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I have an idea for a language feature:

In C#, it would be useful for me to be able to combine a foreach statement with a for loop, to run through say only a maximum of 50 items. I realize that this can be done like so:

int count = 0;
foreach (item in Items)
{
    if (count > 50) break;
    item.acknowledge();
    count++;
}

but I think it could be nice if it could be written like so (or something similar):

foreach (upto 50 item in Items)
{
    item.acknowledge();
}

While this suggestion is pretty trivial, it makes me wonder who gets to decide which language features make it into a language. C# was pioneered by Microsoft, so I'm sure there's a department for that within the corporation, but what about open source languages like PHP? (does java count? I know they have switch strings coming in java 7, who was responsible for that?) Whats the process?

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3 Answers

up vote 2 down vote accepted

The process depends on the language. Java, for example, has a specific and formal process for ratifying language (and I think core library) changes: the Java Community Process based around proposals called JSRs. (I am not sure if this has changed since the Oracle acquisition; I'm not personally familiar with the JCP.) With Microsoft languages such as C#, Visual Basic and F#, the gatekeepers are the language design teams within Microsoft (as faester indicates). These teams get input informally from customers, but also more formally through programmes such as MSDN Connect and the Microsoft MVP programme. Then again you have communities like Python where the discussion and design process are more open (e.g. conducted on mailing lists) though in Python's case there remains a final authority, Guido van Rossum.

So if you ask "who decides" in isolation, there isn't really any one answer. You have to ask "who decides for language X?" really.

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I guess most languages are constructed by people who - like you - have certain feature requests that has grown from working with existing languages. Anders Hejlsberg from C# has been working on both Delphi and Turbo Pascal earliser which certainly must have given some inspiration to C# (he actually also expresses some regrets of not being able to remove features once they have been put into the language, but that's another story.) In the case of major languages I also guess the language designers read SO and similar places to get ideas and inspiration. Smaller (and cooler?) languages like clojure seem to arise as a response to certain demands which causes some of their popularity: Clojures immutable collections and elegant handling of concurrency are certainly a response to multi cores etc.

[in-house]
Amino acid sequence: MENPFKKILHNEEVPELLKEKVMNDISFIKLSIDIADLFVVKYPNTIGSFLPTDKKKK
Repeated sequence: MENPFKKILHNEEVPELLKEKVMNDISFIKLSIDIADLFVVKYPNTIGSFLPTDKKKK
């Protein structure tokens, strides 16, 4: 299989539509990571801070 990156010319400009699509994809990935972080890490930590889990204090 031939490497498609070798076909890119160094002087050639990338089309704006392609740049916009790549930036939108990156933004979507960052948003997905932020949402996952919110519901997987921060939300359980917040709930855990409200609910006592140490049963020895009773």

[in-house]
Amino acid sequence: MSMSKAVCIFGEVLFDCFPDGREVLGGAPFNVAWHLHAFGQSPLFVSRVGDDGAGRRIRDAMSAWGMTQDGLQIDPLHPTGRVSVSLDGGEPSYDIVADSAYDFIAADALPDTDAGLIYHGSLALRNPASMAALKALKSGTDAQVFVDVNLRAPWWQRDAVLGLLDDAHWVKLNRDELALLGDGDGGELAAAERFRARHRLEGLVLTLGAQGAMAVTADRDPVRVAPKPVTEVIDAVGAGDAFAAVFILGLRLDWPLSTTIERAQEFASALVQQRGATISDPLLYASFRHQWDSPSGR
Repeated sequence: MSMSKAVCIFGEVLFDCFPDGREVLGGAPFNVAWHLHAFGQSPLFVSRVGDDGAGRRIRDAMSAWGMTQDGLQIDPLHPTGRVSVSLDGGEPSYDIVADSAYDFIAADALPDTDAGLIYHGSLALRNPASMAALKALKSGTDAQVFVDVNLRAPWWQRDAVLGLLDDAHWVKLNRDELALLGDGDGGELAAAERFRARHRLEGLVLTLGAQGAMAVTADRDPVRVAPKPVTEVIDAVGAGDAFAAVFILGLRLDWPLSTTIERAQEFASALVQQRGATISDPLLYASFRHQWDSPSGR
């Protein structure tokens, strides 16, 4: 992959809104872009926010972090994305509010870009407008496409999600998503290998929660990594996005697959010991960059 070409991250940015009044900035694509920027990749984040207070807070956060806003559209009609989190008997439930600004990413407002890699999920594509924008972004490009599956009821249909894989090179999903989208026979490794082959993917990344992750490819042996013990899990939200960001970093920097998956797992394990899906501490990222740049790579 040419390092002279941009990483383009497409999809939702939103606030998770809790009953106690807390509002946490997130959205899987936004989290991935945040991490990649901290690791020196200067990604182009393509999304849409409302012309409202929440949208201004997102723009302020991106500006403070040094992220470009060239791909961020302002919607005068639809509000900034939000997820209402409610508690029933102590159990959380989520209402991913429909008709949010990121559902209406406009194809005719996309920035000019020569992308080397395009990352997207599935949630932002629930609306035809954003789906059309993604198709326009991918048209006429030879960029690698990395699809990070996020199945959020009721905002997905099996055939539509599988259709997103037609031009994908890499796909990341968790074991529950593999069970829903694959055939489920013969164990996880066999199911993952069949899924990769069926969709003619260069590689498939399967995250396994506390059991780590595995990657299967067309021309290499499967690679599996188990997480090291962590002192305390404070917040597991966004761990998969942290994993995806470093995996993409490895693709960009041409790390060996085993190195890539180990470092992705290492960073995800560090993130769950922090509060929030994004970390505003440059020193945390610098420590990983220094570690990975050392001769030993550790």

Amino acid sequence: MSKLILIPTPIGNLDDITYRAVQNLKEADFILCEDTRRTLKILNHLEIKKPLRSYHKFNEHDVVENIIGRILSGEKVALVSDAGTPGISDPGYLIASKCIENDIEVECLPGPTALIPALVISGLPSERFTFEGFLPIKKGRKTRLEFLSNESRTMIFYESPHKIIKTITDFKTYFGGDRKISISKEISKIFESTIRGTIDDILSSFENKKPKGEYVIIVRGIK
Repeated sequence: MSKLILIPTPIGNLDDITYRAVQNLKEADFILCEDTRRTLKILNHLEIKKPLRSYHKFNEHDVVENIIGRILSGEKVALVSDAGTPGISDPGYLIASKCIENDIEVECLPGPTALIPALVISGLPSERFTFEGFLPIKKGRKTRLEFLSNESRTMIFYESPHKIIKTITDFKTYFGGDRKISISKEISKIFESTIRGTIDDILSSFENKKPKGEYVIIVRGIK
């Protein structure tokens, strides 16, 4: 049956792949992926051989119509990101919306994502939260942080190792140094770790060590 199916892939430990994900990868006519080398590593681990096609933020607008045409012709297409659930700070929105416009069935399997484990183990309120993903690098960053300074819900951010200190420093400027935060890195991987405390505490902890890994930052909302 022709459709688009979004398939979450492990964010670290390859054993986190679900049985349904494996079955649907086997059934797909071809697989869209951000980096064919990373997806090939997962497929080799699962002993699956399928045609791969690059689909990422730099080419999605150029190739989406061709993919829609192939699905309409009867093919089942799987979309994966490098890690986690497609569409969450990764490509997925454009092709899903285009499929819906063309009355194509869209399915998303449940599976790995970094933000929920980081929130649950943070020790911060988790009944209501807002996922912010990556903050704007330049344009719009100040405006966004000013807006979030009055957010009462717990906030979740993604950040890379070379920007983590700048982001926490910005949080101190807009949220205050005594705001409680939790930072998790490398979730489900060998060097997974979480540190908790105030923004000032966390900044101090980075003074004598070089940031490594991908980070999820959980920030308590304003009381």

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You CAN already do that in C#.

foreach(var item in Items.Take(50))
{
    // Do Stuff
}

Honestly, adding features to a language usually involves seeing a very large and unserviced gap in functionality that can't be fulfilled by a client library.

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1  
I'm not sure if it's just for certain objects that have the Take() method, but I'm unable to do that with my current list of items. I was more interested in the process a community goes through when adding a new language feature. –  John Leehey May 5 '11 at 21:06
2  
@John: The Take feature is implemented as extension methods as part of Linq, so you will need to import the System.Linq namespace to utilize it. –  faester May 5 '11 at 21:16
    
It's also only implemented for IEnumerable items; some older collections dont implement the interface as well. –  Tejs May 5 '11 at 21:18
    
@faester, still no luck. It's most likely because I'm working with .net compact framework. Thats interesting to know, though still, that part of my question wasn't really what I was asking. Thanks though! –  John Leehey May 5 '11 at 21:21
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